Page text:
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Paul Auster's City of Glass
Adapted by Paul Karasik and David Mazzucchelli
Published by Picador Press; $14.00 USD

About a decade ago, celebrated cartoonist Art Spiegelman, who has had a few good ideas in his time, had the idea to approach respected prose writers about writing graphic novels. Despite some initial interest, the best he could get was Auster giving him permission to adapt one of his existing works rather than producing anything new. This is the result, an adaptation of one of the novellas in The New York Trilogy. Karasik, a teacher of writing and the author of a nonfiction book on autism, was paired with Mazzucchelli, who at this time was a well-respected illustrator of superhero stories, though superhero stories of a higher caliber than most, Daredevil: Born Again and Batman: Year One, both written by Frank Miller. Out of print for years, it has now returned, quietly taking its place again as one of the very best graphic novels ever to grace the medium.

Utilizing a rigid grid format for the stark, unnerving artwork, Karasik and Mazzucchelli pare paragraphs of prose down to essential lines of dialogue, just like anyone tasked with adapting a book into a shorter format. But where they go beyond duty into art, actually enhancing the source material, can be found in their thorough, thoughtful use of the visual language of comics, a language not at Austerís disposal. The very first page lets the reader know that there will be layers of reality to shift between in this tale, and that not everything is as it appears. The sequence is of a close-up of a black telephone, pulling out a bit and then jumping to a more iconic image of a similar phone, seen straight on this time. We then see that this isnít a real phone at all, but an image of a phone printed at the bottom of a page in a telephone directory, with the real phone seen earlier perched on top of said directory. But, after all, thatís just a drawing of a phone, too, in our reality. And since itís a black-and-white book, who even knows what color that phone is?

The stage is then set for us to meet Peter Stillman, a grieving, shell of a man whose identity has been subsumed by the formulaic but wildly successful detective novels he writes under the pseudonym William Wilson. Heís a still man, with nothing enriching his life or helping him to get through his grief but one book after another. And then the phone rings, with someone believing him to be the detective, Paul Auster, and this person has a case for him. Of course, heís not Auster, but this is something to do, and so weíre off on a dreamlike adventure where the writer who usually puts the fictional private eye he created in motion is now put in motion as a private eye by the real Auster who created him.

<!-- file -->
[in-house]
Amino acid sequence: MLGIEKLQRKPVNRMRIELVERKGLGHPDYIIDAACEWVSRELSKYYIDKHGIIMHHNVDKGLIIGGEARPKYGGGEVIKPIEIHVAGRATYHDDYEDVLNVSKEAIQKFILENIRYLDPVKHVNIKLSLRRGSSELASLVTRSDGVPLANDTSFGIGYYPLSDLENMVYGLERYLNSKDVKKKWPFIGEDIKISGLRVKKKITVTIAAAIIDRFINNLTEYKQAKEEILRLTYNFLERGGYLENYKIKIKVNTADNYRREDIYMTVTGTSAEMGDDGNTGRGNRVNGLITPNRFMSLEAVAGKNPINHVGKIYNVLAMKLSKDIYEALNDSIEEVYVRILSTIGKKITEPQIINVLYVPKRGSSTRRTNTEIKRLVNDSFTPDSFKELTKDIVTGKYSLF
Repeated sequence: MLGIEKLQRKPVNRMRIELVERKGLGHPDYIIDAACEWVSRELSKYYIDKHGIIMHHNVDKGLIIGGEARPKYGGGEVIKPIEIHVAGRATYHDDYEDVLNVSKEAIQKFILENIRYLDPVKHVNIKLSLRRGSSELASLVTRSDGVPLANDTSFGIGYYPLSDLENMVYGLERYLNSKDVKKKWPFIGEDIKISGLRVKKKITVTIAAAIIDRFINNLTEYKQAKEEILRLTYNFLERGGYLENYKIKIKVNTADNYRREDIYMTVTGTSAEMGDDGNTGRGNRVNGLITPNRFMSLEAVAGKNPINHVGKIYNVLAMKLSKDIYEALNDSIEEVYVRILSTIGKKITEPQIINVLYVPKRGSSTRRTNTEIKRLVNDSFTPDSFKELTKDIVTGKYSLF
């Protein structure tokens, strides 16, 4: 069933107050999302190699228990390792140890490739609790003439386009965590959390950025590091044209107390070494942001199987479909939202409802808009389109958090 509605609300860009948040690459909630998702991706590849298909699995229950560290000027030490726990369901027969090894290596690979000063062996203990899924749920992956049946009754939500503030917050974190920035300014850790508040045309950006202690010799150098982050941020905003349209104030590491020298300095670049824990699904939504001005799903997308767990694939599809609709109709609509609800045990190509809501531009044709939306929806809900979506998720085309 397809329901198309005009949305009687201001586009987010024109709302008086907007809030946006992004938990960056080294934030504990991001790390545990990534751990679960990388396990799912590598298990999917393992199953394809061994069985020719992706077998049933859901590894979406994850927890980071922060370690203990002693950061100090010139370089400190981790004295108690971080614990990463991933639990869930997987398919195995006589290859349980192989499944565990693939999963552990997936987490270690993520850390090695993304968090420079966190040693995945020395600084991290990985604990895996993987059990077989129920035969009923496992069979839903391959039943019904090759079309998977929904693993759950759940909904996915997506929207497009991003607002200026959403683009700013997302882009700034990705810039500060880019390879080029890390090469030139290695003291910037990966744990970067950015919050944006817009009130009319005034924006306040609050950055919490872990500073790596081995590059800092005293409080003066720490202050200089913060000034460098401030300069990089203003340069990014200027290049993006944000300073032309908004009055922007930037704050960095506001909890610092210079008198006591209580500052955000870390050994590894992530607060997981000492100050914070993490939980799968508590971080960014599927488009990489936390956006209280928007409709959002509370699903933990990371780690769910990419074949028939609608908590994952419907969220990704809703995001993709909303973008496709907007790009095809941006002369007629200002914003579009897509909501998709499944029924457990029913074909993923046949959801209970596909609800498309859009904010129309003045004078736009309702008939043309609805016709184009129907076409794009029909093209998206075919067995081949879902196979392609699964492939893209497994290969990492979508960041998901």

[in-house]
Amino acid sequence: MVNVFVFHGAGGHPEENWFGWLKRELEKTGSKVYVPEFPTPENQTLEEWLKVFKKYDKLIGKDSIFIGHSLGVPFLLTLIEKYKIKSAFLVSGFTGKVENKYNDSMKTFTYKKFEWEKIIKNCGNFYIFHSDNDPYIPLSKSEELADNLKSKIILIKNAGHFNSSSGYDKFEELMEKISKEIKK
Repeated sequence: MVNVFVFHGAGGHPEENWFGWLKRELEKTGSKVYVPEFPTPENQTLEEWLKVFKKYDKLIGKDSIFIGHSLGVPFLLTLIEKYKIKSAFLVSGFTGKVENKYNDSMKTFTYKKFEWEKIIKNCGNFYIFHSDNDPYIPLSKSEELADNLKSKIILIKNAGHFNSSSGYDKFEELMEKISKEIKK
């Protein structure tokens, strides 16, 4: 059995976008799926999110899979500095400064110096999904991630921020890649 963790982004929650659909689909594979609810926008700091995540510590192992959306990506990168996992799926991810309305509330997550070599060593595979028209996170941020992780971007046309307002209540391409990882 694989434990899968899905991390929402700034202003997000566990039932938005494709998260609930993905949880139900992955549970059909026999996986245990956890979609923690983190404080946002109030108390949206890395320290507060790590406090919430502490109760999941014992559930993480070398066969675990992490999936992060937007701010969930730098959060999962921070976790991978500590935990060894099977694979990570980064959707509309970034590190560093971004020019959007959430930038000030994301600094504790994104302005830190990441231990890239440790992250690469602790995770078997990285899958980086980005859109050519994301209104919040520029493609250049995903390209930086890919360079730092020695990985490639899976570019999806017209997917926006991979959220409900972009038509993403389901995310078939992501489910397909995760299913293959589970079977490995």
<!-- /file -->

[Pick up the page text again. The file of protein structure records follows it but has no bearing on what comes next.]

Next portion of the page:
Itís a missing person case, with a hot tomato hiring Auster/Stillman/Wilson to find her husband, Quinn. Auster plays around with noir tropes to the extent that Stillman almost gets into the act, fantasizing about a wild affair with Quinnís wife, but itís not to be. And Quinn turns out to be in danger from his crazy father, the guy who isolated him as a child so he would come up with his own pure, angelic language. But Stillman is already on the road to ruin, masquerading as Auster, and the idea of escaping into language of oneís own may be too tempting, especially to a writer, and one without the means to adequately express oneís grief in a learned language.

Auster and his adapters continue to push the boundaries of narrative convention by making Stillman less and less reliable a narrator, even drawing in the New York Mets (who know a thing or two about loss) in a delicious twist. And throughout, Karasik and Mazzucchelli answer their own challenges with every scene, increasing symbolic meaning, causing readers to question the reality of what theyíre reading, and foreshadowing Stillmanís fate with visual clues that make the book stand proudly next to its prose version, its brother in another reality. They have lost some of Austerís ruminations on the practice of creating fiction, but made the mystery more dramatic, more haunting and more beautifully sad.

-- Chris Allen



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